Concealed Carry & Home Defense

HOOBER: Watt Dreams May Come And The Limitations Of Energy Weapons

Guns and Gear Contributor
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By Sam Hoober,

As just about anyone is probably aware, TASER-brand products (specifically the X-26/X-1) are common less-lethal weapons for police officers which have been in use for over a decade as a pain-compliance tool.

There are also civilian “stun guns” (which work differently) and, of course, the TASER Pulse, a civilian edition of their system among a number of energy weapons (including cattle prods) that are on the market.

The exact mechanism varies by device, but it all boils down to the same thing: conducting electricity into the body to compel the subject to stop doing whatever they’re doing.

It’s been suggested that TASERs and similar devices should replace pistols in police inventory and in civilian hands. After all, the idea goes, if they are less likely to kill than a gun but work why not make those accessible instead?

Why can’t we have a phaser that has a stun setting? Hell, we’re pretty close to having flying cars…


Because of the inherent limitations on weaponized electricity and on any non-lethal means of delivering trauma to a human being.

You see, wondering about whether there’s a reliably less-lethal way of defending yourself against people who might try to harm you is a worthy thing to think about. If there was a way to defend your home or self while out and about that was reliable enough, why wouldn’t you at least consider it?

Unfortunately, human physiology dictates that there is a tipping point. When a person is completely and utterly committed to fighting or hurting someone else, you have to deliver either so much trauma or a specific type of trauma to stop them.

The kind of trauma that renders another person incapable of hurting anyone else is almost always fatal to them, or requires too much of the defender. Shooting someone in the leg seems like a great idea, but shattering the bad guy’s kneecap doesn’t make them incapable of shooting back.

The inherent limitation of electricity is the amount of electric current that needs to be delivered to incapacitate someone.

If you’ve ever looked at TASER or stun gun marketing materials, you’ll notice how proudly they advertise volts. However, as many of us remember from basic science classes, voltage is akin to water pressure, but the volume of water is more akin to amperage or amps, rather than volts or watts.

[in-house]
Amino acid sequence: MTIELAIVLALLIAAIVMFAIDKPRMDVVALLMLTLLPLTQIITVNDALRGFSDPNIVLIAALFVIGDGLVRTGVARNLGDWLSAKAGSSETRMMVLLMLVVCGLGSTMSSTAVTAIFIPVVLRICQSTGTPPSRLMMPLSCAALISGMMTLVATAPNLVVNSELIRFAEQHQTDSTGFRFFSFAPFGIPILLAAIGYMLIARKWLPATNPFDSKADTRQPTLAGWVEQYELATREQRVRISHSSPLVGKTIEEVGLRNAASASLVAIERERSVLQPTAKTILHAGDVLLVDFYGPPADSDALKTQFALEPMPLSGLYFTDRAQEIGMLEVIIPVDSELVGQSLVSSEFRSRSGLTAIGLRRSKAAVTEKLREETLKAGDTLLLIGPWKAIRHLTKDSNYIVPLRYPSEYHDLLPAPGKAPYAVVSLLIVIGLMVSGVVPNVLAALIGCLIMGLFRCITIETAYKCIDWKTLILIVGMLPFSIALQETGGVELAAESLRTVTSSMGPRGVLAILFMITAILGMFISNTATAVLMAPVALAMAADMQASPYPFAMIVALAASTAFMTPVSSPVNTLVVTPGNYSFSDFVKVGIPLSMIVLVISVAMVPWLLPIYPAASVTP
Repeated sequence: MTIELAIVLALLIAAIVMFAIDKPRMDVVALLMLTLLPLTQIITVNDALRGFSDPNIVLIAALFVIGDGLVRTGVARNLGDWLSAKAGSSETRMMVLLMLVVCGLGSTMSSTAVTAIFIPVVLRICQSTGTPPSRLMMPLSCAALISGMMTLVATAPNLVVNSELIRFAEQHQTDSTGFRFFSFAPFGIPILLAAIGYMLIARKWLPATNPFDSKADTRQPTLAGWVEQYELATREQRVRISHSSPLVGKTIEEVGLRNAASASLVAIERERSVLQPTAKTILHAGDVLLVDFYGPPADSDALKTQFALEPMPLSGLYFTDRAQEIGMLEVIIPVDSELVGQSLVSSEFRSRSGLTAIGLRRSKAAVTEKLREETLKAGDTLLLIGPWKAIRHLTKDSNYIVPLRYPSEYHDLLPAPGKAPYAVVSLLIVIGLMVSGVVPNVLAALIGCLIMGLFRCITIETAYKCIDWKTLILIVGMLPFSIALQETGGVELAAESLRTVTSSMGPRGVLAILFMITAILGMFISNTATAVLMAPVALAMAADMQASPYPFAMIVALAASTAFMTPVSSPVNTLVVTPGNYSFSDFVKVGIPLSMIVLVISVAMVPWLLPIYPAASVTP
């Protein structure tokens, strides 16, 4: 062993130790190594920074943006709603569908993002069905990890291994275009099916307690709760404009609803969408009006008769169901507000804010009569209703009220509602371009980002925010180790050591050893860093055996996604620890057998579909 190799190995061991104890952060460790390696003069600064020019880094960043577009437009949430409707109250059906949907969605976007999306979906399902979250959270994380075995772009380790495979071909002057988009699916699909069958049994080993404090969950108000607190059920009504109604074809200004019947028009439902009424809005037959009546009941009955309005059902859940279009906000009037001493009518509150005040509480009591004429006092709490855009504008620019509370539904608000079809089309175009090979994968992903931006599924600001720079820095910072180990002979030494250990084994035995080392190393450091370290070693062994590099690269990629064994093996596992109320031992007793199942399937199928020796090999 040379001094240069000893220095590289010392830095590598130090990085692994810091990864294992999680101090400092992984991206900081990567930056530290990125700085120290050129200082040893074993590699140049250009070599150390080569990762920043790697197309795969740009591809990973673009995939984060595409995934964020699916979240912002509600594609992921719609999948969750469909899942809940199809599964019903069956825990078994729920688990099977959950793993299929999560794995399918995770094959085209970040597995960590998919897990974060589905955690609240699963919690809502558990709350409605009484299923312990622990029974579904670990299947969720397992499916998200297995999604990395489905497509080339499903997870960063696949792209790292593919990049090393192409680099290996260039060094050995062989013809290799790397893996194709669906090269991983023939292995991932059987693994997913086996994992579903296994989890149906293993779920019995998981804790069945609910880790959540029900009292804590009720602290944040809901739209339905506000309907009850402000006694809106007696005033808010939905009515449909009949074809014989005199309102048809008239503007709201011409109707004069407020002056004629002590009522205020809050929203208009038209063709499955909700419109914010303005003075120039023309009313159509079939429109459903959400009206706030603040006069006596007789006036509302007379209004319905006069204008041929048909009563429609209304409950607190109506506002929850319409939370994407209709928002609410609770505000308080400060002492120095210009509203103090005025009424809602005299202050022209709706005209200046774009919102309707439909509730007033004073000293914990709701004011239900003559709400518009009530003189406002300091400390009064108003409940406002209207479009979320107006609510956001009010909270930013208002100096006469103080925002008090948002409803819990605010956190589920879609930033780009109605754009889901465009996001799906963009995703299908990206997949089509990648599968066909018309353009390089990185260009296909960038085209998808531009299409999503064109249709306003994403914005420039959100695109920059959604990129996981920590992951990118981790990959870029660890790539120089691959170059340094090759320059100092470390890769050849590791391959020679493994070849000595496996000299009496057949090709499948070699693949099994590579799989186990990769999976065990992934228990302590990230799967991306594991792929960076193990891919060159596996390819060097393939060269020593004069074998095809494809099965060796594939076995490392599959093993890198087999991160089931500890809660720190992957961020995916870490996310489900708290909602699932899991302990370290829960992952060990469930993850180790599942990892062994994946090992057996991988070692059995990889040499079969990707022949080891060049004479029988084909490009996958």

A tiny bit of water at high pressure is not really a big deal, but a lot of water at high pressure – that there is a problem. So amps are really the more relevant measurement.

A TASER-brand X-26 (the law enforcement model) has an output of 50,000 volts and 2 to 4 milliamps, depending on the model. That amount of amperage is around the current needed to induce involuntary convulsions and make the muscles seize, but cannot necessarily inflict much in terms of trauma.

By contrast, most defibrillators (depending on the exact make and model) have an output somewhere between 10 to 20 milliamps, which causes involuntary contraction of the heart muscles. Muscular contractions caused by a 10 to 20 milliamp shock are violent, and can cause breathing difficulties.

Currents above 100 milliamps are often fatal, due to causing ventricular fibrillation.

So, what’s the takeaway here?

As an alternative to firearms, electrical conductance is not a very good replacement. In order to deliver enough electric shock to reliably incapacitate a subject, you have to risk injury and other severe trauma. Even the professional tools (i.e. TASERs) don’t deliver that much current, which is why they have a higher failure rate in the field than typically advertised.

Until the human animal is cured of violence, there will always be a certain number of us that are willing to do harm to their fellows regardless of anything and everything, including a high probability or even certainty of their own death.

It’s good to have non-lethal tools (a quality OC spray is highly recommended) but even capsaicin has a failure rate.

So far, there is no way to stop people from doing what they’re doing involuntarily without causing them grave harm in the process. An inconvenient truth is that firearms are arguably the best option there is, no matter how much some people want to pretend otherwise.

Sam Hoober is a hunter and shooter based in the Inland Northwest.